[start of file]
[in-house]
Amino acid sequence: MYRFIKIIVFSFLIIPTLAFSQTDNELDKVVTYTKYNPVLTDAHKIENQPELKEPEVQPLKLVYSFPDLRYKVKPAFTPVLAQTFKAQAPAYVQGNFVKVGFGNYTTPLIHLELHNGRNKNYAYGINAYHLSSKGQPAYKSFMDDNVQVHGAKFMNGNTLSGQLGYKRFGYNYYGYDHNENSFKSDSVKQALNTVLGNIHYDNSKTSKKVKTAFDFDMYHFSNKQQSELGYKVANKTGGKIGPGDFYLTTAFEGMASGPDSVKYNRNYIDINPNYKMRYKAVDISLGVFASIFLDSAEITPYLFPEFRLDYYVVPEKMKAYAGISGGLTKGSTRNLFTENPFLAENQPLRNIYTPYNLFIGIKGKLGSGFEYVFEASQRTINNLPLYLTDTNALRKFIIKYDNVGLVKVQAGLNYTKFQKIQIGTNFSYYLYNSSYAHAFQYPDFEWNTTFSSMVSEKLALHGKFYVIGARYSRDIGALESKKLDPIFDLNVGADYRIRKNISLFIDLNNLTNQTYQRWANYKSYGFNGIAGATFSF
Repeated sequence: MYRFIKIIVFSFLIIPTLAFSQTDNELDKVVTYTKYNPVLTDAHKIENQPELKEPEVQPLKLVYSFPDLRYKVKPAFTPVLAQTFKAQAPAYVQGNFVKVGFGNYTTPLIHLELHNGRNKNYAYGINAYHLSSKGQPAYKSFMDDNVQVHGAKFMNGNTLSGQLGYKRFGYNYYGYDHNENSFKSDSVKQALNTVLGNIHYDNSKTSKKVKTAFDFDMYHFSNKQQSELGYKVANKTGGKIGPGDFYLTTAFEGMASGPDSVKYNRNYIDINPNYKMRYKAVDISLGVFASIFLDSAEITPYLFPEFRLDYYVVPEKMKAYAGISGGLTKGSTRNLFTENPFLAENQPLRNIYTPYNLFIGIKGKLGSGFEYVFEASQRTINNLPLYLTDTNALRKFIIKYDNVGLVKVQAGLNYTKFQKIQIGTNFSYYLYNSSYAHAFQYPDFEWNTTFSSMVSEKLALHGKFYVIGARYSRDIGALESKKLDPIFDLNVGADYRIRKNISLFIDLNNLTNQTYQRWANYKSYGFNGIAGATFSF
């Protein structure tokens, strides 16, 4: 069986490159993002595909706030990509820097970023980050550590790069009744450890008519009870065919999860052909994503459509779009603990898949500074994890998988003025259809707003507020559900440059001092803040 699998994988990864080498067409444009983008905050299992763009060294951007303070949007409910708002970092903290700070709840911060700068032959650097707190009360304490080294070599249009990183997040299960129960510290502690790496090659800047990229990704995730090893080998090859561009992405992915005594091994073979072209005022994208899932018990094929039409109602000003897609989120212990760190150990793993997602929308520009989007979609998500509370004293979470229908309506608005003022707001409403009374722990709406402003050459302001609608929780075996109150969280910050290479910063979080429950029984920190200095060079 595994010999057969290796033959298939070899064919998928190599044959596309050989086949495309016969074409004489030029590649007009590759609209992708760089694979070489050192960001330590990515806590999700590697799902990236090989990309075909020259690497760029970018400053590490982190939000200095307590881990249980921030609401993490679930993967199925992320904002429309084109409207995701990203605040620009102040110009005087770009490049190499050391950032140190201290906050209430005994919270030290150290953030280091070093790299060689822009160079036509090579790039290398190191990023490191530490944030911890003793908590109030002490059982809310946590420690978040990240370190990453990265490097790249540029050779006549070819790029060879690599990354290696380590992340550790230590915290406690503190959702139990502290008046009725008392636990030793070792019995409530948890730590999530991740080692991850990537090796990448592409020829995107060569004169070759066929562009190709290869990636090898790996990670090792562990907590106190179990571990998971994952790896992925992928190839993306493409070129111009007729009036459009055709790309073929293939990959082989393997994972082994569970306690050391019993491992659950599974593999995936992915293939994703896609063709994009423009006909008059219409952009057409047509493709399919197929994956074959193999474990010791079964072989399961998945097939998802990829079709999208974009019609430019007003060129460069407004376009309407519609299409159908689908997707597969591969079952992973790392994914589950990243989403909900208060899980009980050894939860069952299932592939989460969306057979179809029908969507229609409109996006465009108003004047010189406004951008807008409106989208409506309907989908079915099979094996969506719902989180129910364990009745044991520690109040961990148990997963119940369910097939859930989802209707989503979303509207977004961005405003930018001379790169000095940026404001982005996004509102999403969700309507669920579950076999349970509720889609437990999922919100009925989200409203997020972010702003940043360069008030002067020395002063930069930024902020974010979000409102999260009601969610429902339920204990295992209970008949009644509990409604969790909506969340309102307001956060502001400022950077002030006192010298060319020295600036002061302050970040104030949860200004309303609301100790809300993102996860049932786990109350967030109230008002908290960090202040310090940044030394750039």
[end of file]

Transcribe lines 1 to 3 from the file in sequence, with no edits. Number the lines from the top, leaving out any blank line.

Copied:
[in-house]
Amino acid sequence: MYRFIKIIVFSFLIIPTLAFSQTDNELDKVVTYTKYNPVLTDAHKIENQPELKEPEVQPLKLVYSFPDLRYKVKPAFTPVLAQTFKAQAPAYVQGNFVKVGFGNYTTPLIHLELHNGRNKNYAYGINAYHLSSKGQPAYKSFMDDNVQVHGAKFMNGNTLSGQLGYKRFGYNYYGYDHNENSFKSDSVKQALNTVLGNIHYDNSKTSKKVKTAFDFDMYHFSNKQQSELGYKVANKTGGKIGPGDFYLTTAFEGMASGPDSVKYNRNYIDINPNYKMRYKAVDISLGVFASIFLDSAEITPYLFPEFRLDYYVVPEKMKAYAGISGGLTKGSTRNLFTENPFLAENQPLRNIYTPYNLFIGIKGKLGSGFEYVFEASQRTINNLPLYLTDTNALRKFIIKYDNVGLVKVQAGLNYTKFQKIQIGTNFSYYLYNSSYAHAFQYPDFEWNTTFSSMVSEKLALHGKFYVIGARYSRDIGALESKKLDPIFDLNVGADYRIRKNISLFIDLNNLTNQTYQRWANYKSYGFNGIAGATFSF
Repeated sequence: MYRFIKIIVFSFLIIPTLAFSQTDNELDKVVTYTKYNPVLTDAHKIENQPELKEPEVQPLKLVYSFPDLRYKVKPAFTPVLAQTFKAQAPAYVQGNFVKVGFGNYTTPLIHLELHNGRNKNYAYGINAYHLSSKGQPAYKSFMDDNVQVHGAKFMNGNTLSGQLGYKRFGYNYYGYDHNENSFKSDSVKQALNTVLGNIHYDNSKTSKKVKTAFDFDMYHFSNKQQSELGYKVANKTGGKIGPGDFYLTTAFEGMASGPDSVKYNRNYIDINPNYKMRYKAVDISLGVFASIFLDSAEITPYLFPEFRLDYYVVPEKMKAYAGISGGLTKGSTRNLFTENPFLAENQPLRNIYTPYNLFIGIKGKLGSGFEYVFEASQRTINNLPLYLTDTNALRKFIIKYDNVGLVKVQAGLNYTKFQKIQIGTNFSYYLYNSSYAHAFQYPDFEWNTTFSSMVSEKLALHGKFYVIGARYSRDIGALESKKLDPIFDLNVGADYRIRKNISLFIDLNNLTNQTYQRWANYKSYGFNGIAGATFSF